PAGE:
Journalism from the center of the world

“You, humans, have this curious habit of naming beings. River. I don’t call myself River. Some know me by the cloudiness of my waters. Others, by the subtle motion of my waves. I call myself so many things. It’s in the silent comings and goings of my current that fish listen to me. Close your eyes and try to hear me too. I can still scream, weep. I just don’t know for how much longer”

The first time the Paraguay River spoke to me was in a dream, in the middle of a stifling night in mid-September in the town of Cáceres, a municipality located in the state of Mato Grosso, where the biomes of the Amazon, Cerrado, and Pantanal coexist. I still hadn’t learned to listen to it with my eyes open. I had arrived a few days earlier, with the goal of understanding why the waterway edging a city of ninety thousand people next to Bolivia, had recently turned into the epicenter of a legal dispute without precedent in Brazil.

In July of 2023, the Paraguay River, and all the other more-than-human beings of the city, had been given the status of legal persons. Now included in the law, they were protected for their own sake, and not only for their utility to humanity. But in a world where humans think they’re the only people, these rights were quickly revoked.

With a length of more than 1,600 miles, the Paraguay River is born in the town of Alto Paraguai, Mato Grosso, and stretches through Mato Grosso do Sul, Bolivia, Paraguay and Argentina, tearing through borders invented by humans. It looks unassuming. It has a calm, often flat surface and is often brownish in color, so it gets mistaken for other, smaller waterways. You must slip outside of time and stand on its banks bordering the Amazon region, as it brings water and life to the Pantanal, so each one of your senses is heightened by its vigor. For the River to introduce itself, you must smell it. The odor is sometimes of wet grass. But it can also be of clay – so intense that while penetrating your nose, it leaves a bitter taste in your mouth. Some of its inhabitants, like the Pacu Fish, retain this aroma in their entrails

You must look at it through the lens of its sharp curves, each bend sheltering an infinity of plant-people, animal-people, fungus-people, bacteria-people – lives only made possible because of its flooding cycle. You must listen to it through the sound of its birds, mingling the low grunts of Tuiuiús with the sharp whistles of Spoonbills. And through the stories and legends of its Indigenous peoples and its traditional riverside forest communities of Ribeirinhos, stitched together by memories connected to the seasons, marked by periods of flood and drought that for millennia dictated the rhythm of the place. You must allow yourself to be touched by the cheerful movement of the Aguapés, aquatic plants emerging now and then from the water in the shape of a bouquet, as though the River was giving a welcome present to those who can see it. When we can finally understand the River, we become currents. And when we become currents, the fight for its right to be River makes complete sense. It transforms into a fight for the right of humans and more-than-humans to be Life.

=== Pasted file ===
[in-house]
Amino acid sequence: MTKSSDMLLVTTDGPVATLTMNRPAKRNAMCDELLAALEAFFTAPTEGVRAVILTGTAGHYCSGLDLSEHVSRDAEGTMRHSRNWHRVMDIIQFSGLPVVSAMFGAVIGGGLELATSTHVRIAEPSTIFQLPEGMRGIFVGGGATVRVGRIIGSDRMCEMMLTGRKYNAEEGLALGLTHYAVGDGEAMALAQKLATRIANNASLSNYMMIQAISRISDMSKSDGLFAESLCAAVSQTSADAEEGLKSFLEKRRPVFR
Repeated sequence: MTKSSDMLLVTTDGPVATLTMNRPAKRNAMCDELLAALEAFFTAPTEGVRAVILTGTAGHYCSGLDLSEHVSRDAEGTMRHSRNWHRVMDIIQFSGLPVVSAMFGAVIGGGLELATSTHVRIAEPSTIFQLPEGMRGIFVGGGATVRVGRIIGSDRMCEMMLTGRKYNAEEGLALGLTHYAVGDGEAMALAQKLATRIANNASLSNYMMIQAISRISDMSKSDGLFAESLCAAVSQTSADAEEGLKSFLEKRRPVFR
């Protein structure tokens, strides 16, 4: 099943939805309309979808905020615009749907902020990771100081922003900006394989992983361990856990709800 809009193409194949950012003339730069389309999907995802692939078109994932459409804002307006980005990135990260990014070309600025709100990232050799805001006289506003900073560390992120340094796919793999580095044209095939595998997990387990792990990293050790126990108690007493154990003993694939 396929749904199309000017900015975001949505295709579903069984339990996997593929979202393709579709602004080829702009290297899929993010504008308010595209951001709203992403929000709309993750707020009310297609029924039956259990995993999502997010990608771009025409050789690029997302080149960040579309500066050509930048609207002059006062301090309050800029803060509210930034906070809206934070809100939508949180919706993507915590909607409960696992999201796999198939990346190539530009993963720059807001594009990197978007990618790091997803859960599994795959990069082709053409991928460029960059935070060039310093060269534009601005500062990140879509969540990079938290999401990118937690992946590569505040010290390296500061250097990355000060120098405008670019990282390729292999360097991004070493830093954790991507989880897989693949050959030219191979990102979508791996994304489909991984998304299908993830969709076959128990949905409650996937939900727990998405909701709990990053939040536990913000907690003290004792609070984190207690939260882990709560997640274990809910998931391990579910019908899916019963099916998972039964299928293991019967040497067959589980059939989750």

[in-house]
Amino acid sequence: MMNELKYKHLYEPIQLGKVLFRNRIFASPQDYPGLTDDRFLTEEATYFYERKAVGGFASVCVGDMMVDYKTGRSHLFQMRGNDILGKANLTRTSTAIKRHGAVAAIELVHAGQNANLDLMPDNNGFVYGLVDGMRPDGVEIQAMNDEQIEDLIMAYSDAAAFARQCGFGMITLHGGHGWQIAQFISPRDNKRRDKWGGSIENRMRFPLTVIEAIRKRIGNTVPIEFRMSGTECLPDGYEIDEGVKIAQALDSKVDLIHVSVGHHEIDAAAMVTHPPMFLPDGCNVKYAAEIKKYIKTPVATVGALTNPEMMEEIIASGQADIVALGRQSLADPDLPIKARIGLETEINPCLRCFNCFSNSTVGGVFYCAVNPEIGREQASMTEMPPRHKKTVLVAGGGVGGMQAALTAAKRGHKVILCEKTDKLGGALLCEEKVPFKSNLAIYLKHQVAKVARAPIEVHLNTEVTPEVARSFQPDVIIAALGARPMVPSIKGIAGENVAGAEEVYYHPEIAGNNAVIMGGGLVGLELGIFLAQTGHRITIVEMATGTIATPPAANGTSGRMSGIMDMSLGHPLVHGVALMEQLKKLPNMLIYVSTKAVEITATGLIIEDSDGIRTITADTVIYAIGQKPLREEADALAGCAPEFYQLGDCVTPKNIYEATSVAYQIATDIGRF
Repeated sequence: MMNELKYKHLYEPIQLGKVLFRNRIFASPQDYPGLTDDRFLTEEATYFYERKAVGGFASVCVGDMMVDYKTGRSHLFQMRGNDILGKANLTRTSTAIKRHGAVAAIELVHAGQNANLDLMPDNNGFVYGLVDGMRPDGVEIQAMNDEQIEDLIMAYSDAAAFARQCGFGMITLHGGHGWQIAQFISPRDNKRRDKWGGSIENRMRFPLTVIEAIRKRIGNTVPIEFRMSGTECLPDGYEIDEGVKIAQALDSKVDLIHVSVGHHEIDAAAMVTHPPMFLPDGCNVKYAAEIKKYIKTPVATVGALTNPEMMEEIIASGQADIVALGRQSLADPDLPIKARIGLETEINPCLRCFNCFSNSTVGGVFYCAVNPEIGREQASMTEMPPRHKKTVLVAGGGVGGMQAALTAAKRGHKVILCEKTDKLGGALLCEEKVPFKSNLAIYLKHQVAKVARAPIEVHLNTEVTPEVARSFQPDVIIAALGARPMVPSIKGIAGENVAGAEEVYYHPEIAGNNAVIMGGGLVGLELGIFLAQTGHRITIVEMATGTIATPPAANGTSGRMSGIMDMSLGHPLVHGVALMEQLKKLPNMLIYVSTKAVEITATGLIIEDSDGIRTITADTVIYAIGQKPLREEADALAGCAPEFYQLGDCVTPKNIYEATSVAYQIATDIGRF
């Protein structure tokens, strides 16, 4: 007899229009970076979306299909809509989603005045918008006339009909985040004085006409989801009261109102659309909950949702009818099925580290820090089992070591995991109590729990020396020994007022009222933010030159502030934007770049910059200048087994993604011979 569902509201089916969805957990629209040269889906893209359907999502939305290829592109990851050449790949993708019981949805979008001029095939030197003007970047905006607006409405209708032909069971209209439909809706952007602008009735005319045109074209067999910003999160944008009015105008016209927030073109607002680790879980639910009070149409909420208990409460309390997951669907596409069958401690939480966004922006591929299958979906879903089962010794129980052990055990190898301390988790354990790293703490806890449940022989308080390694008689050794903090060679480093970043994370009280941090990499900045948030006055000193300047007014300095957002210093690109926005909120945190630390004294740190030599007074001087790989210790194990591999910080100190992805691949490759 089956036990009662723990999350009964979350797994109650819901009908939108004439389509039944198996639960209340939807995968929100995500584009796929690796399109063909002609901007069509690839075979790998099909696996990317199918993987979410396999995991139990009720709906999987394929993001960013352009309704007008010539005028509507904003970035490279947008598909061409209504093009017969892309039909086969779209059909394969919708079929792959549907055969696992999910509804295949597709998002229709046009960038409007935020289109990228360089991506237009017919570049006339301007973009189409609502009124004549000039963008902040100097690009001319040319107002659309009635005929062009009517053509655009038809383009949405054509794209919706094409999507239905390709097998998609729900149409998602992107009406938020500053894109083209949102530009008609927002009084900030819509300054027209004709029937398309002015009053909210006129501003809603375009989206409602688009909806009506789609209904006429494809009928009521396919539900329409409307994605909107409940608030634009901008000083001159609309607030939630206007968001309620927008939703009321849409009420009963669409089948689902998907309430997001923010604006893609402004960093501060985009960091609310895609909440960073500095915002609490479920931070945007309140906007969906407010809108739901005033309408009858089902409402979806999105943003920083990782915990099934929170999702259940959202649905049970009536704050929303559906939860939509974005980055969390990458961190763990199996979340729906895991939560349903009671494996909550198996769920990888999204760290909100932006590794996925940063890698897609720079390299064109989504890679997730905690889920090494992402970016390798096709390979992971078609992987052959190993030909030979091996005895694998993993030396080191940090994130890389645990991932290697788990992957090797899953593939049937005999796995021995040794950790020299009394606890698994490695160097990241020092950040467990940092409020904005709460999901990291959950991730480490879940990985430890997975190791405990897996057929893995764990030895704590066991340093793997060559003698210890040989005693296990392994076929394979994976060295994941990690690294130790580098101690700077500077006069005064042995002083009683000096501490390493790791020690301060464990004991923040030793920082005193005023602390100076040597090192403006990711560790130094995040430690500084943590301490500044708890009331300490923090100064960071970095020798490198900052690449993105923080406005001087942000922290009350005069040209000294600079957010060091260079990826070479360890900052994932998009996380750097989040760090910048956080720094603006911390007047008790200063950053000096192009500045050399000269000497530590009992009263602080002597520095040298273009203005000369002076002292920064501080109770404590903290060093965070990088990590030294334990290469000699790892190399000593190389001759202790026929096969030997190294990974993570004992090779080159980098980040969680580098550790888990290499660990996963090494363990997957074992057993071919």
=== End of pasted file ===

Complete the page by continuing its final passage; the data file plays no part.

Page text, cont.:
Among the River’s various languages: the law

“Some time ago, I bled. Everything around me became fire. A thick, opaque liquid poisoned my currents and I overflowed with suffering. I dressed in ashes, suffocating lives around me. I thought I would recover, but even now you can find on me the scars of that and so many other tragedies. When the ashes mixed with my flow, my lament echoed in the silence of wounded Nature”

The River speaks, feels, and also weeps. It is we who must learn to listen. For those born currents, like the Indigenous and Ribeirinhos, the dialogue with the River is part of daily life. Vanda Aparecida dos Santos, a Ribeirinha-current who dedicates her life to the protection of these waters, remembers the first time she heard the weeping

Vanda Aparecida dos Santos listens to the weeping of the River, who she talks with daily

It was mid-July of 2020. The Pantanal was suffering the worst wildfire in its history, a criminally set fire consuming around 26% of the biome. Around five in the morning, Vanda was woken by the deafening silence of the birds. “Something was very strange. We’re always hearing the River talk through the song of its Nature, through the force of its water. This time, it had silenced one of its most beautiful conversations. I quickly understood it was the River weeping, begging for help. It was the life of the River dying in front of us.” The fire had not yet reached Vanda’s house, on the banks of a branch of the Paraguay, but the River’s call for help had.